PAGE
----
Ben Burgess has spent the last dozen years crafting beloved songs in country music and beyond, including the 7x Platinum, 2020 BMI Country Song of the Year “Whiskey Glasses” recorded by Morgan Wallen.
A Texas native, he was raised in a musical household before setting out for Los Angeles. During his four year stint in LA, he penned songs for the Jonas Brothers, Lil Wayne, Martin Garrix & Troye Sivan, and more.
“I got to sit down with a bunch of professional producers and songwriters that made their living crafting songs. It was really the first time I had gotten to sit down with a bunch of strangers that were professional songwriters and get to learn from them and find my voice,” Burgess shares with MusicRow. “I wouldn’t trade my time in LA for anything, even though it kicked my ass,” he adds with a laugh.
However, that time in California surrounded by the pop music world eventually drove him back to his roots and to the importance of the song, pushing him to make the move to Music City around 2014.
“I feel like a lot of pop music and pop languages are just conversational words, they’re not as poetic and story forward. That’s really what I think drove me back,” he offers. “Sometimes you have to get away from home to realize where home is.”
And that he has.
Since landing in Nashville, Burgess has put his name on songs such as “Flower Shops” (Ernest feat. Morgan Wallen), “The Difference” (Tyler Rich), “Signed, Sober You” (Hardy) and “My Religion” (Dierks Bentley), while also nabbing cuts with Billy Currington, The Cadillac Three, Chris Lane, Florida Georgia Line and more.
Now, after years of grinding it out and writing for as many people as he could, Burgess has finally decided to take a step into the spotlight with the release of his debut album, Tears the Size of Texas, out this Friday (Sept. 30) via Big Loud Records.
The ten-track project includes a collection of songs from the last several years that were never cut—because they sounded “too dangerous” or because they were too personal for someone else to record—as well as a handful of new ones.
“Half of them were basically greatest hits that nobody ever picked up, and then the others were songs we wrote once I knew that I was going to be able to actually use my own voice to tell my story,” Burgess explains. ”If I’m being honest, I’ve always wanted [to be an artist]. It was just a matter of time.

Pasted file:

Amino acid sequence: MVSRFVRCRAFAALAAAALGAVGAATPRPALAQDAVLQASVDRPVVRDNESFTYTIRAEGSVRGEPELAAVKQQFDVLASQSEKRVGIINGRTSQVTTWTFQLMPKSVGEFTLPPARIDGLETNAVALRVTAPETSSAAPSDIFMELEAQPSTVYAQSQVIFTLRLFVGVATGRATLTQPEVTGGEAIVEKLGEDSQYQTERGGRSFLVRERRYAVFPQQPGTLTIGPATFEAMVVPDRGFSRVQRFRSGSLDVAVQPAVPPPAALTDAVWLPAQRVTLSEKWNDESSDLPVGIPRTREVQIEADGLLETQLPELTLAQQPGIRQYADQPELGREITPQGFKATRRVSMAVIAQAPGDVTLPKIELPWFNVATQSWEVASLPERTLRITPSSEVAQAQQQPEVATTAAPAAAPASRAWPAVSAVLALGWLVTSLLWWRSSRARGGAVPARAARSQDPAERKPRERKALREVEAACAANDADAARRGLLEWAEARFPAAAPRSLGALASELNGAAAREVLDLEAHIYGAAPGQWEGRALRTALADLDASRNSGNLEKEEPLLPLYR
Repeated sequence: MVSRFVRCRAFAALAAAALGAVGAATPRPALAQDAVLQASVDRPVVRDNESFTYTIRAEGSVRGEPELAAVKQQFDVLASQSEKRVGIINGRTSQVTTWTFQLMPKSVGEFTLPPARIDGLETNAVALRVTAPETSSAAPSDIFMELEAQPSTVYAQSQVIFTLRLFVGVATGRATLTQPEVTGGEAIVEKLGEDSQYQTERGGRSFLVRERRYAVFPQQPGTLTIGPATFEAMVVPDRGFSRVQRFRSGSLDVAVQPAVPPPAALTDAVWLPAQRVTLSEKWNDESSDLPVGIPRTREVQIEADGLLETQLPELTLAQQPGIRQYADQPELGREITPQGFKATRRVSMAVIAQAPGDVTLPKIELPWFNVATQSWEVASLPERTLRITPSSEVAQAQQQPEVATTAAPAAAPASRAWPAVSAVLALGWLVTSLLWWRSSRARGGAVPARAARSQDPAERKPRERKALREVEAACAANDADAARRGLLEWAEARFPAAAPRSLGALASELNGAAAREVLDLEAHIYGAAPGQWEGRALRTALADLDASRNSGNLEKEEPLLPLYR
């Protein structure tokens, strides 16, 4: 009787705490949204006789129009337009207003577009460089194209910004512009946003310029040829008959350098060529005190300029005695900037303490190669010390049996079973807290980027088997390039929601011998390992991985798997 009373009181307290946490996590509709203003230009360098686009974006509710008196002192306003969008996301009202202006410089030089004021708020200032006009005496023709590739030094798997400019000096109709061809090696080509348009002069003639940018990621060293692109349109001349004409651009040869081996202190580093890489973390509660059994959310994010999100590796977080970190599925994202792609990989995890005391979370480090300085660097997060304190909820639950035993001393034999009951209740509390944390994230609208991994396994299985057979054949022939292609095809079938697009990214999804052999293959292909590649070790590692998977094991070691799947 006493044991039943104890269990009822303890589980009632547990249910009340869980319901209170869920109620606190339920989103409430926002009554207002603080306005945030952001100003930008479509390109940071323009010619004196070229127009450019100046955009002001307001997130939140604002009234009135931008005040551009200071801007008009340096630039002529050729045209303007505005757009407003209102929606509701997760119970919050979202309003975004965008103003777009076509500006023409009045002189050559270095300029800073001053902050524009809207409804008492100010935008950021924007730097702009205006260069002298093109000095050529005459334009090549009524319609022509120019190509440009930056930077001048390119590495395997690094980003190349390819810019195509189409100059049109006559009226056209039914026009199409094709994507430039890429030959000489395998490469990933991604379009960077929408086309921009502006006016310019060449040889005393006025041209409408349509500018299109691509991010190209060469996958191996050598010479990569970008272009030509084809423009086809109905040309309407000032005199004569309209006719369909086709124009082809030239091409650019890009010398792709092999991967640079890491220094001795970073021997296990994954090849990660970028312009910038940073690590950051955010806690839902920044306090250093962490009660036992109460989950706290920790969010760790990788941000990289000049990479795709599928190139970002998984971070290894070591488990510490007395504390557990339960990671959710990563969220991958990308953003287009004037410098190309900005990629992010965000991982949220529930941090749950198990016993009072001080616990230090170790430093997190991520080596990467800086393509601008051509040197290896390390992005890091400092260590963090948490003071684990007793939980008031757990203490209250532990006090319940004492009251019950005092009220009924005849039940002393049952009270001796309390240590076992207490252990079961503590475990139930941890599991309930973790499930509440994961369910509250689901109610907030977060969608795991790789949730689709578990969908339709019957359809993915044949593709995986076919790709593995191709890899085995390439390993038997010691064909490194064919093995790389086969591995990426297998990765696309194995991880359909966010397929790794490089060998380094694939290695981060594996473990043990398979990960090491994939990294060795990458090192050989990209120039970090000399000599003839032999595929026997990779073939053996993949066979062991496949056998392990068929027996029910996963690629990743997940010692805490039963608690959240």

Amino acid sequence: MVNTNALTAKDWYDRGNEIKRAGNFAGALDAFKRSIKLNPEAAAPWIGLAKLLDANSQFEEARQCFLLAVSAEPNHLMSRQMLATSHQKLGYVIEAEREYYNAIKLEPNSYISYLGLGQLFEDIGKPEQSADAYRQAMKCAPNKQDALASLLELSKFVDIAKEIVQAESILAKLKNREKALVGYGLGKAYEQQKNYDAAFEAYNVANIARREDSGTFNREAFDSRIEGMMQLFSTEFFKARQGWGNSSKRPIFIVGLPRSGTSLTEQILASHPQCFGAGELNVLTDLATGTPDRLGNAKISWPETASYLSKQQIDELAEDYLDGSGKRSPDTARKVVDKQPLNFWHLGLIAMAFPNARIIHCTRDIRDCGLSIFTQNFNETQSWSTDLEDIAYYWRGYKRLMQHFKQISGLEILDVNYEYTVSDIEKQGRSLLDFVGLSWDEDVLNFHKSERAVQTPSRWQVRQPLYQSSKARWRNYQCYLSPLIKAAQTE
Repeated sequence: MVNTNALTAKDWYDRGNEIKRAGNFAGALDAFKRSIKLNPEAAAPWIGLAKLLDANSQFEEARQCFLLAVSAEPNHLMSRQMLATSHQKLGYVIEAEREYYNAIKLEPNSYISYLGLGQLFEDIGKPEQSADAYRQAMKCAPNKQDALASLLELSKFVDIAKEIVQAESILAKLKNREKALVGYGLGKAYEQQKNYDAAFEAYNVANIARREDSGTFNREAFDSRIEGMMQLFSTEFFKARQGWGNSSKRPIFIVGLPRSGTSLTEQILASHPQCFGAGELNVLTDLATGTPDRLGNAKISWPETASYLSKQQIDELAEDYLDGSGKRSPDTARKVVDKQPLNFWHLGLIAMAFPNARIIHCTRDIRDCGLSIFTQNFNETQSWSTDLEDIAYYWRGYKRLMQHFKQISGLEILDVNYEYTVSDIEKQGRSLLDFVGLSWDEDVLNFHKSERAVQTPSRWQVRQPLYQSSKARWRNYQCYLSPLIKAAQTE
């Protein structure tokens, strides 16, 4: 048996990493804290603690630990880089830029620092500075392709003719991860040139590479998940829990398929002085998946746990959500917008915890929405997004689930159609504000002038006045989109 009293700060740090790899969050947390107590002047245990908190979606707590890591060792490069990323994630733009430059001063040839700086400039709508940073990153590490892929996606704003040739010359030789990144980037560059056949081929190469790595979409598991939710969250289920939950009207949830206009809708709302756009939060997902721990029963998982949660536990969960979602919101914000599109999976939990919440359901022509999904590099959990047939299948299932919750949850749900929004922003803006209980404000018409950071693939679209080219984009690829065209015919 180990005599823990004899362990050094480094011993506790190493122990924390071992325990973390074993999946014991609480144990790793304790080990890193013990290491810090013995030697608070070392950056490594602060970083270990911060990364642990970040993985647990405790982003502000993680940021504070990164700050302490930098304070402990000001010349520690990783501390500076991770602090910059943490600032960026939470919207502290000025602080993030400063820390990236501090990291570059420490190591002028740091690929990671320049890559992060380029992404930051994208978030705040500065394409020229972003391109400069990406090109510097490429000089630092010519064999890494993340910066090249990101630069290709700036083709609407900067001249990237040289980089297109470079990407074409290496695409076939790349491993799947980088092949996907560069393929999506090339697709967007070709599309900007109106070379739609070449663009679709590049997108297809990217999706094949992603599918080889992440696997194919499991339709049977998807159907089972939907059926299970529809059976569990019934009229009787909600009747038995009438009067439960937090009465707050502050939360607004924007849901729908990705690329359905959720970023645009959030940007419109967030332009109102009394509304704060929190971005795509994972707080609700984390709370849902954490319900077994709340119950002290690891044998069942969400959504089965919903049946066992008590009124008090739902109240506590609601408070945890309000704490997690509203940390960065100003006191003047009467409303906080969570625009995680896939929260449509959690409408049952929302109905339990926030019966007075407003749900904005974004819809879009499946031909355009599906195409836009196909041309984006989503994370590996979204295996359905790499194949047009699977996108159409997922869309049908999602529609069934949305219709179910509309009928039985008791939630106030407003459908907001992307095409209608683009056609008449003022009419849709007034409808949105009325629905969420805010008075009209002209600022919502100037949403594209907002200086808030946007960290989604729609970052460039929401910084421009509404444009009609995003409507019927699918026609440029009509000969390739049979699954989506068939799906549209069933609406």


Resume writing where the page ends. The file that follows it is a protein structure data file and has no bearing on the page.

“As soon as Joey [Moi] asked if I wanted to do a record deal, I was like, ‘I’ve been wanting to, bro!’” he adds cheekily. “By the time he asked, I said yes before he even finished.”
Tears the Size of Texas finds Burgess, who is unsurprisingly credited on each of its tracks, teaming up with some of Nashville’s many talented wordsmiths, including Ashley Gorley, Jessie Jo Dillon, Jesse Frasure, Hunter Phelps, Brandy Clark, Randy Montana, Chris LaCorte, Kevin Kadish and more, with all but one track produced by Moi.
The project’s singular outlier, produced by Burgess, can be heard in “Ain’t Got No Phone.” A special track that the singer-songwriter penned on his own, the tune speaks to the all too familiar experience of losing someone dear. “Everybody I know has lost somebody, and it helps me in my healing process to hear. I’m hoping that it’ll help other people in their healing process, too,” he notes.
Paying homage to his late grandfather whom he never got to meet, the album maintains an unapologetic, neo-traditional country sound many years in the making. With an earthy grit that can be heard in “When We Die,” the comforting “Heartbreak,” the swaying title track and the love-scorned “Started A Band,” Tears the Size of Texas features plenty of guitar plucking and neon, Texas-tinged influences.
A songwriter at his core, Burgess is the first to express his thanks to the Nashville community for this debut project’s long and winding journey.
“The songwriters and producers are the backbone to this project—everybody that I’ve written with on songs that made the album, and then everybody on the songs that didn’t make it. The Nashville songwriting community are the people that have kept me afloat in this town.” He puts simply, “There’s no other community like it. It’s so special and, to me, it’s all about the songwriters.”
As he looks ahead to the project’s release, Burgess dedicates Tears the Size of Texas to everybody with a dream who came to Nashville to chase it. Hoping to lead by example, his wish is that its ten tracks add some extra kindling to people’s fires and some more diesel to their tanks.
“I hope this album conveys that through perseverance, honesty, self-reflection, sheer will and badass-ness, all your dreams can come true,” Burgess shares. “On all these songs, there’s a bunch of honesty and creativity, and I’m hoping that it can inspire the next generation of songwriters and artists.”
He sums, “Ever since I moved here, I’ve wanted to make an impact on Music Row. I feel like I have as a songwriter. Now I have the opportunity to do it as an artist and I’m feeling really lucky.”
Burgess’ debut album, Tears the Size of Texas, is available everywhere tomorrow.
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